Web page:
Why should I care?
There are tangible as well as intangible costs of turnover. These transitions can cause disruption, a loss of institutional knowledge, and a drop in morale and productivity. Progress can come to a halt, leaving projects months behind schedule. More importantly, how people exit can affect employee sentiment and their view of your company. When they land at their new job, how will they talk about your organization? And what repercussions does it have on your ability to recruit new hires? It’s all part of your employer brand. Think of former employees as “alumni” of your company. Keep in mind, however, that sometimes when people leave, it can be a positive thing. There could be misalignment in skill set, or problems with success in a role. The focus shouldn’t be to strive for zero turn - over, it’s about ensuring you don’t lose great employees.
Why do employees leave?
the #1 reason people leave a job is their manager. The manager acts as the de facto organizational representative with the employee on a day to day basis. Employees who don’t have a good relationship with their boss are rarely satisfied with their work. Thus, the employee-manager relationship is critical to success in a role. When that critical contact point breaks down, employees are likely to leave. 44 percent of respondents said the main reason they left a job was because of their boss. Here are the most complaints employees have about their managers
How to get employees to want to stay in your organization
To provide a satisfying employee experience, you’ll need to keep engagement high and acknowledge high performing contributors in your group. Let’s take a deeper look at engagement. Here are four elements of engagement, each broken down into four sub-elements. These are the building blocks of a high performing organization.
Providing learning & development opportunities
Setting the foundation of learning and development - The truth is that everyone learns differently. And each employee has individual goals for their development. No longer can you offer just classroom training or take a one-size-fits-all approach. Ideally, each employee’s needs are addressed individually. While that may seem expensive to scale, there are some tips and tricks to help.
Furthermore, learning and development is a two-way street. Employees should feel comfortable speaking up if they don’t feel they’re getting the right learning opportunities. If they aren’t speaking up, or taking ownership of their own development, it could mean that there are some foundational pieces missing.
Tips for training managers
To help your managers become the best managers they can be, encourage them to tell you what they need to learn. Once you’ve identified their learning needs, you can create space for managers to talk to each other so that they can share best practices and learn from one another.
“Ultimately, managers have one job: Hire the best talent and continuously engage them. Managers know who’s talented. And they know (or should know) who’s unhappy with their current situation. If they don’t meet the basic psychological needs of their most talented employees, they squander years of performance gains. At worst, they lose their talent (and whoever leaves with them) to their competitors.” Gallup, 2018.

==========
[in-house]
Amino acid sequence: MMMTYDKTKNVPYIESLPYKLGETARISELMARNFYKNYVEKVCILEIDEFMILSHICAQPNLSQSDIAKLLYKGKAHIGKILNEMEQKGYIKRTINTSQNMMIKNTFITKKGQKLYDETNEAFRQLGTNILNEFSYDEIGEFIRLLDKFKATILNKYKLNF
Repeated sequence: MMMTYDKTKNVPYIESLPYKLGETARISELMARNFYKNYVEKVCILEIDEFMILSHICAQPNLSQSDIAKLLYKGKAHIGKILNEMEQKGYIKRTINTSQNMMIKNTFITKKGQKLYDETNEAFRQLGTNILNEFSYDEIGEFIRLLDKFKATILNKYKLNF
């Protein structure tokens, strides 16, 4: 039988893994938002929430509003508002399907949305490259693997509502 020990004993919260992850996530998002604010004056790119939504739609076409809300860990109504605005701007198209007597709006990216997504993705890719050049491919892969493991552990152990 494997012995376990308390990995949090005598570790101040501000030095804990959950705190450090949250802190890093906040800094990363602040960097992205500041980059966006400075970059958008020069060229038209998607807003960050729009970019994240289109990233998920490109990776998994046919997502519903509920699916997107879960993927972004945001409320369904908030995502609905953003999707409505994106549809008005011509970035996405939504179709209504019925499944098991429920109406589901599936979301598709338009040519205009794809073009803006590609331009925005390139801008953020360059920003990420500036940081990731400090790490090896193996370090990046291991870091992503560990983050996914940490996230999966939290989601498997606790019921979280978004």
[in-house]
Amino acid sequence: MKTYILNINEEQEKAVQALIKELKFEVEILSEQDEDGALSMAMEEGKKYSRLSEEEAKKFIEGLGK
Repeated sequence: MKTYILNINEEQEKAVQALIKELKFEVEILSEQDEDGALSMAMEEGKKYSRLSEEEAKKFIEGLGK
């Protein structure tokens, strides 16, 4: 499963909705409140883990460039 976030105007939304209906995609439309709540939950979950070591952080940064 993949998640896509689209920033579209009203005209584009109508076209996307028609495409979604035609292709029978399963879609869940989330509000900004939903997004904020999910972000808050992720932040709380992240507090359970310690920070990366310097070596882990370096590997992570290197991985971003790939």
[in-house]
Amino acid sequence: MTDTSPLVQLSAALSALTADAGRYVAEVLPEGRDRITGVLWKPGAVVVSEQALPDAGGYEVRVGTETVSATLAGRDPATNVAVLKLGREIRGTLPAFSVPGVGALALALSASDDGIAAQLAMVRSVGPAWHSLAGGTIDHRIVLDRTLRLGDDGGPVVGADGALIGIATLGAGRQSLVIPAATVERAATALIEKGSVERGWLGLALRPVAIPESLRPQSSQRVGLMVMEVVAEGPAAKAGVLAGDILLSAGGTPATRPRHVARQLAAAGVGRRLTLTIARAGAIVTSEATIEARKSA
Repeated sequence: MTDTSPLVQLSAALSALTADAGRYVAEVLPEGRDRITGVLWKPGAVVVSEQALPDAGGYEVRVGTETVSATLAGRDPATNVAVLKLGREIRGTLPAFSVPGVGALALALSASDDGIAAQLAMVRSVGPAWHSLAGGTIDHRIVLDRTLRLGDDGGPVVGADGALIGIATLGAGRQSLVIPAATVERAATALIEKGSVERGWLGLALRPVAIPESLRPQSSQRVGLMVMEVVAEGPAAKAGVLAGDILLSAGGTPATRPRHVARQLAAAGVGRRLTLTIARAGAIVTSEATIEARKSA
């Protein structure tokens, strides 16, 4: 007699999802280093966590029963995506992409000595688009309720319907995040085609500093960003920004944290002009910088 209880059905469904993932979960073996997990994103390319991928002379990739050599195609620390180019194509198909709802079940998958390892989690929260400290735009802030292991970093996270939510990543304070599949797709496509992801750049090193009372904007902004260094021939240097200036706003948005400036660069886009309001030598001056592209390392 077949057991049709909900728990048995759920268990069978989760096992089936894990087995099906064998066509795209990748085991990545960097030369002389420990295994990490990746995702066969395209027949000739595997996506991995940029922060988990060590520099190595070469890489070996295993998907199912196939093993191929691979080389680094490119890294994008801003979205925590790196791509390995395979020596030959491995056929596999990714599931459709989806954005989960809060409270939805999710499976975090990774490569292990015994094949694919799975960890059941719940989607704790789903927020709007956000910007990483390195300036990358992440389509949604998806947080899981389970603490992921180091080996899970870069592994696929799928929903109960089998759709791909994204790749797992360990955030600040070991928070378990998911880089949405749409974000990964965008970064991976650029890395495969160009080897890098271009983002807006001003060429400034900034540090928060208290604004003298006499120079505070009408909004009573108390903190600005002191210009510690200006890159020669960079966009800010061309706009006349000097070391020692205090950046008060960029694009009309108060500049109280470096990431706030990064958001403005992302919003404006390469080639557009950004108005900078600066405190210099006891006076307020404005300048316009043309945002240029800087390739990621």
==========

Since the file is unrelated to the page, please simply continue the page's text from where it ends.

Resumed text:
What is coaching?
There are many different ideas about what coaching means. Is it the same as mentoring? Consulting? There’s a fine line. The International Coach Federation provides a succinct definition:
“Partnering with clients in a thought-provoking and creative process that inspires them to maximize their personal and professional potential.”
At a basic level, coaching can include the following:
• Helping an individual navigate development opportunities How does an employee get to the “next level”? Do they even know what the next level is?
• Career pathing discussions Help an employee crystallize their thoughts on where they want to go next in their career
• Conflict resolution assistance Help an employee navigate a difficult conversation Identify tools for dealing with issues
• Feedback communication tools Help an employee figure out how to give and receive feedback
• “Managing up” support How do you manage up to your boss, or your boss’s boss in a respectful manner?
Bear in mind, development is holistic. Just be sure to clarify the confidentiality aspect. Often, confiding in a coach can feel safer than going to HR.
SHOULD YOU HAVE A COACH ON STAFF?
If you’re questioning whether or not bringing a coach on board would benefit your organization, here are some things to think about:
• How is morale within your organization?
Like any program, it should be tailored to your culture. Would your employees be open to it? Would someone from outside work better? Coaching – like feedback or opinions – need to be invited.
Do you have existing employees who have the passion and talent for coaching?
It could be cheaper to have someone on staff full-time than to hire a consultant.
Retaining and motivating your best employees require a multi-faceted approach. Make sure you consider the following as you think about ways to create a more engaged workforce:
• Take the time to recognize and acknowledge the hard work of your employees, and do it in a way that feels meaningful to the individual. Remember, 69 percent of employees would work harder if they were better recognized (not necessarily better paid).
• Make recognition into an org-wide habit. Get employees to recognize one another. It can be a fun learning experience and create great bonds.
• Find appropriate ways to measure engagement. But don’t ask employees questions if you’re not willing to act. Investing in growing the people at your organization is the best investment you can make for long-term success.